Earth Day worked because of the spontaneous response at the grassroots level. We had neither the time nor resources to organize 20 million demonstrators and the thousands of schools and local communities that participated. That was the remarkable thing about Earth Day. It organized itself.
by John McConnell
June 21, 1970
Whereas: A new world view is emerging; through the eyes of our Astronauts and Cosmonauts we now see our beautiful blue planet as a home for all people, and
Whereas: Planet Earth is facing a grave crisis which only the people of Earth Can resolve, and the delicate balances of nature, essential for our survival, can only be saved through a global effort, involving all of us, and
Whereas: In our shortsightedness we have failed to make provisions for the poor, as well as the rich, to inherit the Earth, and our new enlightenment requires that the disinherited be given a just stake in the Earth and its future ~~ their enthusiastic cooperation is essential if we are to succeed in the great task of Earth renewal, and
Whereas: World equality in economics as well as politics would remove a basic cause of war, and neither Socialism, Communism nor Capitalism in their present forms have realized the potentials of Man for a just society, nor educated Man in the ways of peace and creative love, and
Whereas: Through voluntary action individuals can join with one another in building the Earth in harmony with nature, and promote support thereof by private and government agencies, and
Whereas: Individuals and groups may follow different methods and programmes in Earthkeeping and Earthbuilding, nevertheless by constant friendly communication with other groups and daily meditation on the meaning of peace and goodwill they will tend more and more to be creative, sensitive, experimental, and flexible in resolving differences with others, and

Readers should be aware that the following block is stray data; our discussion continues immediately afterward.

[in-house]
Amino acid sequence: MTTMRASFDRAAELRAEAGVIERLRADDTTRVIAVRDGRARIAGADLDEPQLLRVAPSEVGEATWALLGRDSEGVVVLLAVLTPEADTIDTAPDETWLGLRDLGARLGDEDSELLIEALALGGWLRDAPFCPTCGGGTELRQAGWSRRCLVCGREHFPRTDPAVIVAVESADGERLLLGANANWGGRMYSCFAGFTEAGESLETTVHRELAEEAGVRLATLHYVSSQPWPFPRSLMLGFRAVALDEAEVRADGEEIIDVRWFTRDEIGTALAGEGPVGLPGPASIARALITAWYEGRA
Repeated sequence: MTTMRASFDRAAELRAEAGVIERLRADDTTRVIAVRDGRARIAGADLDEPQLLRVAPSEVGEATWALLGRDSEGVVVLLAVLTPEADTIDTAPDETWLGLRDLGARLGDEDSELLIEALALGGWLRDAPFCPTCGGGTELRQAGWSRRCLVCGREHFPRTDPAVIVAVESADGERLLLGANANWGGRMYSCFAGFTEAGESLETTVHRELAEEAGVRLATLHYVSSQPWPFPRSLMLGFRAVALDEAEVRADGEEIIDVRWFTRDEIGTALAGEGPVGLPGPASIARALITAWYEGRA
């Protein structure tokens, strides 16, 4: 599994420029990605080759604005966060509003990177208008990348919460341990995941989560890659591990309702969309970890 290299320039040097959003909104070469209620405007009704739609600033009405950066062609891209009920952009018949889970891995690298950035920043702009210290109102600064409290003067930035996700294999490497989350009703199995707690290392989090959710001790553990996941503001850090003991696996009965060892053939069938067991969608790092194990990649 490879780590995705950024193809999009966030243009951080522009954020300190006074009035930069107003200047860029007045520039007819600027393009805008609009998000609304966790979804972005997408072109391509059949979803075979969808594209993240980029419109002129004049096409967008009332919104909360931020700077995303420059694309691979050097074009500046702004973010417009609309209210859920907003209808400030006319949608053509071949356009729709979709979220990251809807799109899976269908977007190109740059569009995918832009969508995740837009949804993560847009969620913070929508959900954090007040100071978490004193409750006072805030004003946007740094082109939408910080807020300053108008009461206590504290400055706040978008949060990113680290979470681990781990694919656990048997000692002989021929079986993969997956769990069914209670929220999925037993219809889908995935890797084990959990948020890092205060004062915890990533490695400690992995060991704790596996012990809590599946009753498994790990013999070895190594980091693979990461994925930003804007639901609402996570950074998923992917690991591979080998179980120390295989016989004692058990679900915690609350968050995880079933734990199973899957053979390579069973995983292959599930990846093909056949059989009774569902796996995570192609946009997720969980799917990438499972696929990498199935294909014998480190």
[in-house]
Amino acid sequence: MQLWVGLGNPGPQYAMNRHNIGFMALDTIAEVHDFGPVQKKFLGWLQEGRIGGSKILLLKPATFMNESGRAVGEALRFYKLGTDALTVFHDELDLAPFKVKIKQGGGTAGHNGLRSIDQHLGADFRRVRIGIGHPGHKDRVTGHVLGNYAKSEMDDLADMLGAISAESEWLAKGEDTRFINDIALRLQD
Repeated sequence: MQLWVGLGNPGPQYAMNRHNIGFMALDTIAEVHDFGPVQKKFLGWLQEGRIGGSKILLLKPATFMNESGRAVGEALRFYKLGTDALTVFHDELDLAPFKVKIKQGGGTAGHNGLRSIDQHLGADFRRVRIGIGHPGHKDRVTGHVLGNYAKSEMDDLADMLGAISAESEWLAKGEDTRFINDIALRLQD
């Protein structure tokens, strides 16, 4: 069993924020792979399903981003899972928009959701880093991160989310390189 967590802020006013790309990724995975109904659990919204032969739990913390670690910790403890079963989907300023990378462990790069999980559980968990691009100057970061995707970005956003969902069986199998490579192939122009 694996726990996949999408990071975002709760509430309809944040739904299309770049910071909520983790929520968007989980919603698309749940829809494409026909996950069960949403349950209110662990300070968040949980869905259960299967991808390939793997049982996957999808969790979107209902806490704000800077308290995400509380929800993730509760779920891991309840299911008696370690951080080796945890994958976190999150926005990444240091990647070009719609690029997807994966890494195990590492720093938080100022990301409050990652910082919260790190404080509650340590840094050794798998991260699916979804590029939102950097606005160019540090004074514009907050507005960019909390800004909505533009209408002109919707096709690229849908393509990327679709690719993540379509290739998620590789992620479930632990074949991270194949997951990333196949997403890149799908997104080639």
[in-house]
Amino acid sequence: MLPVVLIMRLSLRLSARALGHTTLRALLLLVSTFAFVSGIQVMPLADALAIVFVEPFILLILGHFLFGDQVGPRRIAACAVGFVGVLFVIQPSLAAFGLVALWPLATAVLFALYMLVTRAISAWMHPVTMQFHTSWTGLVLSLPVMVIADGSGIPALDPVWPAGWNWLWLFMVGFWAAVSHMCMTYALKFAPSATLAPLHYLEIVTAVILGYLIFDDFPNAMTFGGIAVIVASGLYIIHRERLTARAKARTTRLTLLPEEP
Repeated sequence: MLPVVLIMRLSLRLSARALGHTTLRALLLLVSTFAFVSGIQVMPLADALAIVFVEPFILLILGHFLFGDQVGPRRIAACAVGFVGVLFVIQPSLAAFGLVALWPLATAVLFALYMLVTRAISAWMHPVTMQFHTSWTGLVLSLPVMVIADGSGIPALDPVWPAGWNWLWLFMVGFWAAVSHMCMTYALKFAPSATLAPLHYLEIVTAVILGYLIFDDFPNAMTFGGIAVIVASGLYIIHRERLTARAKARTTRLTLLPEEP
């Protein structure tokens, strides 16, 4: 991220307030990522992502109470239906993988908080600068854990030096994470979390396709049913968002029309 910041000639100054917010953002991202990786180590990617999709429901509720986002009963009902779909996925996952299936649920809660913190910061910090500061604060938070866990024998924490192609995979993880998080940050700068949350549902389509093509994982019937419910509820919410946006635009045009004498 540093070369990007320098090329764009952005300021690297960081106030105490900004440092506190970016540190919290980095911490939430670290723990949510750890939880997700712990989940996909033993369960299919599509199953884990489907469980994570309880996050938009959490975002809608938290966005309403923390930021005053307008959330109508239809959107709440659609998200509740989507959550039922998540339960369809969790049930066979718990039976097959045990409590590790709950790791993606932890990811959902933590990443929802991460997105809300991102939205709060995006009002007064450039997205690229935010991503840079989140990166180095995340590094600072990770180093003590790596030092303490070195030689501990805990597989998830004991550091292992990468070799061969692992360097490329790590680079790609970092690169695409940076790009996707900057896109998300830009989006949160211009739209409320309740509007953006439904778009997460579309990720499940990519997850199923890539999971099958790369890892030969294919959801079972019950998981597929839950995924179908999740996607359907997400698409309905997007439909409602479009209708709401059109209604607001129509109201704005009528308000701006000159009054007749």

Whereas: An international EARTH DAY each year can provide a special time to draw people together in appreciation of their mutual home, Planet Earth, and bring a global feeling of community through realization of our deepening desire for life, freedom and love, and our mutual dependence on each other,
Be it Therefore Resolved: That each signer of this People Proclamation will seek to help change Man’s terrible course toward catastrophe by searching for activities and projects which in the best judgment of the individual signer will:
~peacefully end the scourge of war.
~provide an opportunity for the children of the disinherited poor to obtain their rightful inheritance in the Earth.
~redirect the energies of industry and society from progress through products…to progress through harmony with Earth’s natural systems for improving the quality of life.
hat each signer will (his own conscience being his judge) measure his commitment by how much time and money he gives to these purposes, and realizing the great urgency of the task, he will give freely of his time and money to activities and programmes he believes will best further these Earth renewal purposes. (At least 9 percent of the world’s present income is going to activities that support war and spread pollution. Ten percent can tip the balance for healthy peaceful progress.)
Furthermore, each signer will support and observe EARTH DAY on March 21st….(Vernal Equinox ~~ when night and day are equal throughout the Earth) with reflection and actions that encourage a new respect for Earth with its great potentials for fulfilling Man’s highest dreams; and on this day will join at 19:00 Universal Time in a global EARTH HOUR ~~ a silent hour for peace…..”
ORIGINAL SIGNERS OF THE EARTH DAY PROCLAMATION — 1970-71
1. Alexander B. Grannis — New York Assembly;
2. Judith Hollister — The Temple of Understanding;
3. Luther Evans — Former Director General of UNESCO;
4. Estelle Feldman (Ireland) — 1970 World Youth Assembly;
5. David R. Brower — Friends of the Earth;
6. Arvid Pardo — Ambassador, UN Mission to Malta;
7. Margaret Mead – Anthropologist;
8. Eugene McCarthy — U.S. Senator from Minnesota;
9. John Gardner — Common Cause;
10. Mike Gravel — U.S. Senator from Alaska;
11. Hugh Scott — U.S. Senator from Pennsylvania;
12. Buzz Aldrin — American Astronaut;
13. S. O. Adebo (Nigeria) — President of UN Assembly;
14. U Thant (Ceylon) — United Nations Secretary General;
15. Maurice Strong (Canada) — UN Environmental Program;
16. Y. Fukushima (Japan) – Environmental Scientist;
17. Rene J. Dubos — Environmental Scientist;
18. Lubos Kohoutek (Czechoslovakia) – Astronomer;
19. Buckminster Fuller — Inventor, Scientist, Scholar;
20. Mark Hatfield — U.S. Senator from Oregon